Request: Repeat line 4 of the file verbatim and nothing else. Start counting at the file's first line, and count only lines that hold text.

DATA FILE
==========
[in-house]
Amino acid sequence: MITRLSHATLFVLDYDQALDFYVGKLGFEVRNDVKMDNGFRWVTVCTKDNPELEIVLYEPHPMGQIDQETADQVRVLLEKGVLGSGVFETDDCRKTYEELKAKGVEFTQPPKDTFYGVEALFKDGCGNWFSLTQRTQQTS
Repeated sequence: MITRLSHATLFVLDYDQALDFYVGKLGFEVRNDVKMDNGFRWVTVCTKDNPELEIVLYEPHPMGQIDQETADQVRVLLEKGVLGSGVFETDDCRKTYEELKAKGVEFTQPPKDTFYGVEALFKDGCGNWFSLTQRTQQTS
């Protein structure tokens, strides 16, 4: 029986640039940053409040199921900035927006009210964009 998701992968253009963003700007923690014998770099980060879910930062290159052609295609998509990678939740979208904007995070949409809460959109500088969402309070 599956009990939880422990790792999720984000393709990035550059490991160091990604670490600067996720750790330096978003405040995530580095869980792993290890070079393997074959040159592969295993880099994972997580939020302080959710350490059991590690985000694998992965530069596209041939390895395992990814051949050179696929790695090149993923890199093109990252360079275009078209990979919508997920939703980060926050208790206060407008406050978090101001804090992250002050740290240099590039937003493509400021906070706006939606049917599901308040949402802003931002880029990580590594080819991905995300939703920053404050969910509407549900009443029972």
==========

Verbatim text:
């Protein structure tokens, strides 16, 4: 029986640039940053409040199921900035927006009210964009 998701992968253009963003700007923690014998770099980060879910930062290159052609295609998509990678939740979208904007995070949409809460959109500088969402309070 599956009990939880422990790792999720984000393709990035550059490991160091990604670490600067996720750790330096978003405040995530580095869980792993290890070079393997074959040159592969295993880099994972997580939020302080959710350490059991590690985000694998992965530069596209041939390895395992990814051949050179696929790695090149993923890199093109990252360079275009078209990979919508997920939703980060926050208790206060407008406050978090101001804090992250002050740290240099590039937003493509400021906070706006939606049917599901308040949402802003931002880029990580590594080819991905995300939703920053404050969910509407549900009443029972």